The 2017-2018 budget of British Columbia provides for $24 .5B investments over the next three fiscal years, that is a $1 .7B increase for the current fiscal year . This is the fifth balanced budget tabled by the liberal government, which also reaffirmed its commitment to public-private partnerships.

This budget in investments and PPP projects include the following:

  • $2.7B for hospital projects;
  • $2.6B for post-secondary establishment infrastructure;
  • $2B for the maintenance, replacement, renovation or expansion of educational institutions for students from kindergarten to 12th grade;
  • $1.4B by the departments for the construction of infrastructures such as courthouses, correctional centres, office buildings and information systems;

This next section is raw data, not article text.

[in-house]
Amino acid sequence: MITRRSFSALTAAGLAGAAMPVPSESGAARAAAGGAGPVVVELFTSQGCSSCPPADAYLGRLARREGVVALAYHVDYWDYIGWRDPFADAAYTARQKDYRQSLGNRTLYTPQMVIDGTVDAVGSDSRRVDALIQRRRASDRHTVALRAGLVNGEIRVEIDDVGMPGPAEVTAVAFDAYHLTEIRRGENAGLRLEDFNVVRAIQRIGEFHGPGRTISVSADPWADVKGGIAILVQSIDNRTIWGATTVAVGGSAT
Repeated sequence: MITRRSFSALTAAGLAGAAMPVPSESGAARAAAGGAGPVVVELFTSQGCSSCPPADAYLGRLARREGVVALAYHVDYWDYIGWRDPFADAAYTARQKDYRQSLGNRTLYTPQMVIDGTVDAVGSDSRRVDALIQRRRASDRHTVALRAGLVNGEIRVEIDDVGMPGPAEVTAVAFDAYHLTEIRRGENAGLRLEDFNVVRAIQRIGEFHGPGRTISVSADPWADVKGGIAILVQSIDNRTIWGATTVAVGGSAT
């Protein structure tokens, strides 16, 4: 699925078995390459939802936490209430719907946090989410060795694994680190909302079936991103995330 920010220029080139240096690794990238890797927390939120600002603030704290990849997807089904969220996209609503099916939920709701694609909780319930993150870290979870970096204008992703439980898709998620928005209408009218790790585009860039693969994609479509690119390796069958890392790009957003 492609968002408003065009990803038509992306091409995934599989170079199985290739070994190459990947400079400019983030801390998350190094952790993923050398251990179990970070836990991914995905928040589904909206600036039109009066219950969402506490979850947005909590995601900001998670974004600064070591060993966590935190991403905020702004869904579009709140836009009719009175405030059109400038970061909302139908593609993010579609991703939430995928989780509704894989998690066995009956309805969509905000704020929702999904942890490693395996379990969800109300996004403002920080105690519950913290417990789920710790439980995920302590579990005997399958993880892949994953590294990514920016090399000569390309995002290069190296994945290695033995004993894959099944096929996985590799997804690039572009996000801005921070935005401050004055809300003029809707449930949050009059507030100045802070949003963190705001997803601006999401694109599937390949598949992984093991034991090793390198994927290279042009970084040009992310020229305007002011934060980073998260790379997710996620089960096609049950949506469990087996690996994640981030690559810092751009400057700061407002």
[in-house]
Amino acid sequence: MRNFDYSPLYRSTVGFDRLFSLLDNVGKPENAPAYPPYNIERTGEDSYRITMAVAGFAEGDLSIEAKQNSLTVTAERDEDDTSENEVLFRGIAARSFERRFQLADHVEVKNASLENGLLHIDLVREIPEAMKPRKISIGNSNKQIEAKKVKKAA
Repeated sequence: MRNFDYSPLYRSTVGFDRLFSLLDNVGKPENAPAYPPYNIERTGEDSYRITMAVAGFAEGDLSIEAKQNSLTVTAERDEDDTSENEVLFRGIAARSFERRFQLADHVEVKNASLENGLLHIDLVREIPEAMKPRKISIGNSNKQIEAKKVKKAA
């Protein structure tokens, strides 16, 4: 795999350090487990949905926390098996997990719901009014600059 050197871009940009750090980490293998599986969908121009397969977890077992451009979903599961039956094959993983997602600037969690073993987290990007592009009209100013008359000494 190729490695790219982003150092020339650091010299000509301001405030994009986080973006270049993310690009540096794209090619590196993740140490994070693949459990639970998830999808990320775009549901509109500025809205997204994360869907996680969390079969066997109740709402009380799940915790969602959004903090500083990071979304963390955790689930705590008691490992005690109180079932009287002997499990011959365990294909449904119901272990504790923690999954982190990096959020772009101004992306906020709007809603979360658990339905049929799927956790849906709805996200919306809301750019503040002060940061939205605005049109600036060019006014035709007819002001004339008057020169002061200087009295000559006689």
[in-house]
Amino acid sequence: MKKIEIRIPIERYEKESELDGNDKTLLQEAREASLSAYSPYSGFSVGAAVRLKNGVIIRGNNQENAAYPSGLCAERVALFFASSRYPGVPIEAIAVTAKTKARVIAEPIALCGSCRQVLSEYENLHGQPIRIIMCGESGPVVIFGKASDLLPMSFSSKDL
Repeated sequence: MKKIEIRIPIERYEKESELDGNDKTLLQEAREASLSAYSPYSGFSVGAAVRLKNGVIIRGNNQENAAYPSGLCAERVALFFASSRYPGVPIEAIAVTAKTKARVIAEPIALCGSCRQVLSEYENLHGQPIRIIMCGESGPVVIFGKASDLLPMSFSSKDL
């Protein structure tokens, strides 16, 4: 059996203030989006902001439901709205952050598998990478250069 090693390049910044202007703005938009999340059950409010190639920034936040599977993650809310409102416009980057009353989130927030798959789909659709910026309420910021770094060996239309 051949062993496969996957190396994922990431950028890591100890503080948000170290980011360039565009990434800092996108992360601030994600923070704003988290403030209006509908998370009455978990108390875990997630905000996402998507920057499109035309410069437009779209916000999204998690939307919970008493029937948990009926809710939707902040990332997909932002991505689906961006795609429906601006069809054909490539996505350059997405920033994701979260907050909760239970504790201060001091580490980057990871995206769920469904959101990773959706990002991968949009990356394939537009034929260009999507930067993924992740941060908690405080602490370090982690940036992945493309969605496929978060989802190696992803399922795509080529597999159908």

• $7B for investments in transportation, including the project for the replacement of the George Massey tunnel (ongoing call for tenders).

Road programming 2017-2018: more than $4.6B to be invested in the Québec road infrastructure network

The Government of Québec will invest in excess of $4 .6B in the Québec road network between 2017 and 2019 in order to undertake, continue or complete 2,062 road construction projects throughout Québec and create and maintain more than 31,000 jobs.

On March 3, 2017, in Montréal, the Minister of Transport, Sustainable Mobility and Transport Electrification, Mr . Laurent Lessard, announced the road programming for the next two years with the Minister responsible for the Montréal region, Mr. Martin Coiteux.

The $4 .6B to be invested over the next two years are allocated as follows, based on the main axes of intervention established by the Ministère: